Colour has always fascinated me. I am sure it was all of those spectacularly colourful prairie sunsets that I would watch as a kid. The amazing transition of the sky from daytime blue to oranges and reds, then to purples and finally the dark of night. Watching the day turn to night was my first lesson on the unstable nature of colour. Colour can never be see individually. You cannot just see red, or blue, or purple. There is always another colour nearby that will influence how that colour emerges into perception.
A great example is the above picture from Josef Albers’ book Interaction of Colour. The two squares are actually the same colour but the colours neighbouring them affect how they come to be seen. The square on the left appears darker than the right one. They cannot escape the relations they keep with the other colours.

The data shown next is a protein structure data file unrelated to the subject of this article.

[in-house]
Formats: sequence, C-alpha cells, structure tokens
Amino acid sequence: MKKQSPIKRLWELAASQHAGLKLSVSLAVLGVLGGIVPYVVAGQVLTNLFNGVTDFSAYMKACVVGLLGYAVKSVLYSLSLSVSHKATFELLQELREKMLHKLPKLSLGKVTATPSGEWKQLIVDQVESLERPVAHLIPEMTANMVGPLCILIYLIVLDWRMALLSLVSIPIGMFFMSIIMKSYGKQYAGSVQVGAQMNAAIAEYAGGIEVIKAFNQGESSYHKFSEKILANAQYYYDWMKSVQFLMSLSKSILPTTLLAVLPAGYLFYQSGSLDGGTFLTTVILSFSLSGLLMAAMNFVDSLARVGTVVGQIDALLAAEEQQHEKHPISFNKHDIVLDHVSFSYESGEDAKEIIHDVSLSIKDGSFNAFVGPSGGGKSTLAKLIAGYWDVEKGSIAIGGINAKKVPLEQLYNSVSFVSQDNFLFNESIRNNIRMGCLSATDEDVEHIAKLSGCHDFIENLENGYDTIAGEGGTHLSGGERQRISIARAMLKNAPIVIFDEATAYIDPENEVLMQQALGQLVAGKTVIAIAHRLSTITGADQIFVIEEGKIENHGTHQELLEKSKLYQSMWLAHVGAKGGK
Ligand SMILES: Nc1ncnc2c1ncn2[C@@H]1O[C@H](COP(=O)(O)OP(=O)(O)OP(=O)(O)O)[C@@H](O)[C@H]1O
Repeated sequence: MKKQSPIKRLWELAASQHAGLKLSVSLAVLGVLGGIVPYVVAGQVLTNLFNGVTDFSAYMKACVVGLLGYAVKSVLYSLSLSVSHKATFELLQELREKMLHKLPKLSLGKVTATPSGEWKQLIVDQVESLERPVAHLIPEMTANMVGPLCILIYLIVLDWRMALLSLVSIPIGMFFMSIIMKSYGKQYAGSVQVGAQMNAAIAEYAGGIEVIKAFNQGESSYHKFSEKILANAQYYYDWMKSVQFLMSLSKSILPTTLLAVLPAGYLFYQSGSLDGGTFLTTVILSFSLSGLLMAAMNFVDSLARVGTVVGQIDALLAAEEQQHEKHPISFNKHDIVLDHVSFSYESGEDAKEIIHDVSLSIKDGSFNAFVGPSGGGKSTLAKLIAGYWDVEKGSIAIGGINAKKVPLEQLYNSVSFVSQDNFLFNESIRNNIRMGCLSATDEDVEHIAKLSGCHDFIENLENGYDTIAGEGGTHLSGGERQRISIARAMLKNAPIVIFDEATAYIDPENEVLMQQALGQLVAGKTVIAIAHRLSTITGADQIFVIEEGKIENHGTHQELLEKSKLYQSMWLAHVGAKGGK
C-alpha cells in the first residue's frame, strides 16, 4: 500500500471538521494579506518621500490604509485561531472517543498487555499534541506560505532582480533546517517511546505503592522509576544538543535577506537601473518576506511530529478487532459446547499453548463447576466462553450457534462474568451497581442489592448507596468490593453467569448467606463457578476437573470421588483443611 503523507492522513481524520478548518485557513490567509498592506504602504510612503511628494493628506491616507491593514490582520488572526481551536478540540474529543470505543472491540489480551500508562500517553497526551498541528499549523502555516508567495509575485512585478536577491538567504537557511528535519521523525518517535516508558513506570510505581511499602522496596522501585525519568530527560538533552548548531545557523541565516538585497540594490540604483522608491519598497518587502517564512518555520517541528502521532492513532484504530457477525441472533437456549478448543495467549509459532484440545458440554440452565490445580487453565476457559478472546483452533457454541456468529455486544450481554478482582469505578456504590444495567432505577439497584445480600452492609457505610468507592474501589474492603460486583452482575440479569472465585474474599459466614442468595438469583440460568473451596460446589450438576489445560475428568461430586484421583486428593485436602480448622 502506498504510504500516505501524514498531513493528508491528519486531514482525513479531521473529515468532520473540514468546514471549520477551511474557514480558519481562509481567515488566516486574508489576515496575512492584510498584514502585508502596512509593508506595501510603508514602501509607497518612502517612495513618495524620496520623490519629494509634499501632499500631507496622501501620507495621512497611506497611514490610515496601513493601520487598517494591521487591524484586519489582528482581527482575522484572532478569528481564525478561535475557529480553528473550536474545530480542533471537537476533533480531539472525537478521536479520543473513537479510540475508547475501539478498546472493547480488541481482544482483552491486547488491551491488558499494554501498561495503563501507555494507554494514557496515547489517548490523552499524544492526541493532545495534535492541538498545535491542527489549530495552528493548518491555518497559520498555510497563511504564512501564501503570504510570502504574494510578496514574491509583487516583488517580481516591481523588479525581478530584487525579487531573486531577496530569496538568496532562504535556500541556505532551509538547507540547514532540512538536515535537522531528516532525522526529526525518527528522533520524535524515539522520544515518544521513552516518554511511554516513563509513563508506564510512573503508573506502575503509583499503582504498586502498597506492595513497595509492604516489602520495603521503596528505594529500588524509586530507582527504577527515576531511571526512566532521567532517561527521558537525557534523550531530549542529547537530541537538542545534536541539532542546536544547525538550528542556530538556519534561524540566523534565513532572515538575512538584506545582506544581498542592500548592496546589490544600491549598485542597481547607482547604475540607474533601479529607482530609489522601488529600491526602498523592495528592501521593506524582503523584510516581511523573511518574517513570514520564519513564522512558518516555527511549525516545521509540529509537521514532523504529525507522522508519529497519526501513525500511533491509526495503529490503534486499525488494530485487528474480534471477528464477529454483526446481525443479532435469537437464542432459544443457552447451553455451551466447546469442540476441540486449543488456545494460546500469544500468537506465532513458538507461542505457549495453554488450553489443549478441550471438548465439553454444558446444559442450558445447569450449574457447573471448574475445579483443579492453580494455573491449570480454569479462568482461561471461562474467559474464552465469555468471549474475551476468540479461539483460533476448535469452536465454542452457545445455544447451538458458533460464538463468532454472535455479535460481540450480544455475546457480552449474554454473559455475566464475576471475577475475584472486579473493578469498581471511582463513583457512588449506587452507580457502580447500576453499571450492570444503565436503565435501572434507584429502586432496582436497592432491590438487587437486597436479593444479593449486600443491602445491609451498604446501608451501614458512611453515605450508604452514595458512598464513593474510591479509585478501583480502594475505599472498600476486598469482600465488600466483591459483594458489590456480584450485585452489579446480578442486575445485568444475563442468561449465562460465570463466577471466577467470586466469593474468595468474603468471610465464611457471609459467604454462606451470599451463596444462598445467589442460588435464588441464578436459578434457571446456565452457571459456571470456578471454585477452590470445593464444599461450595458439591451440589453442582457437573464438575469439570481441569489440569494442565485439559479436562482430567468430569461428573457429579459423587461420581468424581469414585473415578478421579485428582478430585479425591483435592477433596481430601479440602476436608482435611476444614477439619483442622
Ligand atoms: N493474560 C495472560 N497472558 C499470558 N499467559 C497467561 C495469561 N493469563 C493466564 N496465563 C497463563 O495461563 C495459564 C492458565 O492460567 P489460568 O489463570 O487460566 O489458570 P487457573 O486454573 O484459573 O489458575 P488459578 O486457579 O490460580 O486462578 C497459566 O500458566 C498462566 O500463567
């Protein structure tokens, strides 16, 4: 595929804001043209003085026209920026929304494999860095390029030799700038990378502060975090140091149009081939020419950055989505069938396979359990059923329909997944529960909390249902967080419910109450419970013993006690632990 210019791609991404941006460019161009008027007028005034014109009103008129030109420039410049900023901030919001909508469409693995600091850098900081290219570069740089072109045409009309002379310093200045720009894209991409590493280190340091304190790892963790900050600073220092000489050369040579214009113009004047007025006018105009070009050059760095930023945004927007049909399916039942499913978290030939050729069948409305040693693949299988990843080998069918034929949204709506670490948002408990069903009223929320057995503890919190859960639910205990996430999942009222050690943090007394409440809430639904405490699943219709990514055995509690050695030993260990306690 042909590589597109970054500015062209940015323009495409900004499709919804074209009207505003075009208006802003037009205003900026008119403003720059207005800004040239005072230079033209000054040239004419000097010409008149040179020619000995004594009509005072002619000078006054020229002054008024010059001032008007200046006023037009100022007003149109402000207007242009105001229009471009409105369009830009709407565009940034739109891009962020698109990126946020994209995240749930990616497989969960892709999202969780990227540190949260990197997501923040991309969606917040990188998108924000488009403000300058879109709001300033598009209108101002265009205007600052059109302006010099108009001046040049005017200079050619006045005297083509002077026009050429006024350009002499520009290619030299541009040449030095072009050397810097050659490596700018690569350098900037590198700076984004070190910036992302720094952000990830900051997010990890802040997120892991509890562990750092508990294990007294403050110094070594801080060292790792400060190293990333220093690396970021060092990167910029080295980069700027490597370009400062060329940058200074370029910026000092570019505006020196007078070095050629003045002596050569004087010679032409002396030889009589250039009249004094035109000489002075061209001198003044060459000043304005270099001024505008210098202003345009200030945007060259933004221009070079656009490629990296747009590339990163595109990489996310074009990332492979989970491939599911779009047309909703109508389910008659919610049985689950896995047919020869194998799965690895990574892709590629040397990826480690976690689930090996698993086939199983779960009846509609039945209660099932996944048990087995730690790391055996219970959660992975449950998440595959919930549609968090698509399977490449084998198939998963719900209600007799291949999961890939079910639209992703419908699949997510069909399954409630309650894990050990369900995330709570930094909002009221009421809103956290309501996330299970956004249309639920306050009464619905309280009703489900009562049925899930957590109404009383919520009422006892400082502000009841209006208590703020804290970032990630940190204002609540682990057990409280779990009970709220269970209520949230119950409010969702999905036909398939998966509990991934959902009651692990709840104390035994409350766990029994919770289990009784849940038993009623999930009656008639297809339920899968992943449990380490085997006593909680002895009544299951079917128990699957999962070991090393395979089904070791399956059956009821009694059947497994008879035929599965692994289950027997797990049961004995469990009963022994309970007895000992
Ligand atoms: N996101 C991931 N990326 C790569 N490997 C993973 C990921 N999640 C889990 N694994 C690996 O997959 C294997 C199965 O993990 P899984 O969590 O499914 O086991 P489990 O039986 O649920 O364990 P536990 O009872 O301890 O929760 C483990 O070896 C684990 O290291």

The interaction of colour is not a new phenomenon, but it is still a fruitful area of study.
I think there is more to be said in terms of the experience and contrast, which is why my current research is focusing on these ideas.
In the video, “Can You Trust Your Eyes,” you can see how particular juxtapositions of colours can change how they are perceived.